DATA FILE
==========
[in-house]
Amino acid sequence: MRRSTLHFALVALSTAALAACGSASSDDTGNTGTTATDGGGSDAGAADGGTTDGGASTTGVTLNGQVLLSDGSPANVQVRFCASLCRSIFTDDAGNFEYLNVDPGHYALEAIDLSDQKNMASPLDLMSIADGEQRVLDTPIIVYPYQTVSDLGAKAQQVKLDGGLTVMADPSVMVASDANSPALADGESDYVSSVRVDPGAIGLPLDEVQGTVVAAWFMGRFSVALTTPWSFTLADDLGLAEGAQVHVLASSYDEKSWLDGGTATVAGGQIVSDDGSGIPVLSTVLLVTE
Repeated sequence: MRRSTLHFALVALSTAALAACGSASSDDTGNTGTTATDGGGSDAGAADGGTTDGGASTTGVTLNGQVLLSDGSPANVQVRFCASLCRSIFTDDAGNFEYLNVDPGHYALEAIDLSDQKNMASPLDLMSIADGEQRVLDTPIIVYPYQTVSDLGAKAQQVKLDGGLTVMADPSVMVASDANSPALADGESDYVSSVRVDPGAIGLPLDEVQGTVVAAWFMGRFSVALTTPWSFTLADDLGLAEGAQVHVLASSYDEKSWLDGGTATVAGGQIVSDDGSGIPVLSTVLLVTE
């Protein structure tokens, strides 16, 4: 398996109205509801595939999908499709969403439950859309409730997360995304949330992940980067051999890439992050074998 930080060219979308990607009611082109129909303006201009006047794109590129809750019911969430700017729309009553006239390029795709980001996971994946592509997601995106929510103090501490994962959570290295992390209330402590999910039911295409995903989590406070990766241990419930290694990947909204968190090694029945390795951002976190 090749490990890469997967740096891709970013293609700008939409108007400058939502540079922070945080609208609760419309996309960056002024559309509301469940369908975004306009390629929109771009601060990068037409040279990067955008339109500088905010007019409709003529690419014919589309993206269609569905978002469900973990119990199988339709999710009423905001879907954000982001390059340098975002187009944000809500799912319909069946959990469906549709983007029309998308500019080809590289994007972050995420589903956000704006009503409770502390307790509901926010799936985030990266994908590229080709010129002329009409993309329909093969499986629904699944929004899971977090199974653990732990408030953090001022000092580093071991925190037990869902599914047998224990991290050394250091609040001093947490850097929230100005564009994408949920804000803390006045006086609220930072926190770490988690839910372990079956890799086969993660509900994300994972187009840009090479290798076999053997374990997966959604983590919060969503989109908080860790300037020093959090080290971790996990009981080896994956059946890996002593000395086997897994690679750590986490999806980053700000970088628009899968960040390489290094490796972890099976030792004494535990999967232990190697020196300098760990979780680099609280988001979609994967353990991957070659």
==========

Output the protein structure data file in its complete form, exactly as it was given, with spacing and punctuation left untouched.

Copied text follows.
[in-house]
Amino acid sequence: MRRSTLHFALVALSTAALAACGSASSDDTGNTGTTATDGGGSDAGAADGGTTDGGASTTGVTLNGQVLLSDGSPANVQVRFCASLCRSIFTDDAGNFEYLNVDPGHYALEAIDLSDQKNMASPLDLMSIADGEQRVLDTPIIVYPYQTVSDLGAKAQQVKLDGGLTVMADPSVMVASDANSPALADGESDYVSSVRVDPGAIGLPLDEVQGTVVAAWFMGRFSVALTTPWSFTLADDLGLAEGAQVHVLASSYDEKSWLDGGTATVAGGQIVSDDGSGIPVLSTVLLVTE
Repeated sequence: MRRSTLHFALVALSTAALAACGSASSDDTGNTGTTATDGGGSDAGAADGGTTDGGASTTGVTLNGQVLLSDGSPANVQVRFCASLCRSIFTDDAGNFEYLNVDPGHYALEAIDLSDQKNMASPLDLMSIADGEQRVLDTPIIVYPYQTVSDLGAKAQQVKLDGGLTVMADPSVMVASDANSPALADGESDYVSSVRVDPGAIGLPLDEVQGTVVAAWFMGRFSVALTTPWSFTLADDLGLAEGAQVHVLASSYDEKSWLDGGTATVAGGQIVSDDGSGIPVLSTVLLVTE
């Protein structure tokens, strides 16, 4: 398996109205509801595939999908499709969403439950859309409730997360995304949330992940980067051999890439992050074998 930080060219979308990607009611082109129909303006201009006047794109590129809750019911969430700017729309009553006239390029795709980001996971994946592509997601995106929510103090501490994962959570290295992390209330402590999910039911295409995903989590406070990766241990419930290694990947909204968190090694029945390795951002976190 090749490990890469997967740096891709970013293609700008939409108007400058939502540079922070945080609208609760419309996309960056002024559309509301469940369908975004306009390629929109771009601060990068037409040279990067955008339109500088905010007019409709003529690419014919589309993206269609569905978002469900973990119990199988339709999710009423905001879907954000982001390059340098975002187009944000809500799912319909069946959990469906549709983007029309998308500019080809590289994007972050995420589903956000704006009503409770502390307790509901926010799936985030990266994908590229080709010129002329009409993309329909093969499986629904699944929004899971977090199974653990732990408030953090001022000092580093071991925190037990869902599914047998224990991290050394250091609040001093947490850097929230100005564009994408949920804000803390006045006086609220930072926190770490988690839910372990079956890799086969993660509900994300994972187009840009090479290798076999053997374990997966959604983590919060969503989109908080860790300037020093959090080290971790996990009981080896994956059946890996002593000395086997897994690679750590986490999806980053700000970088628009899968960040390489290094490796972890099976030792004494535990999967232990190697020196300098760990979780680099609280988001979609994967353990991957070659």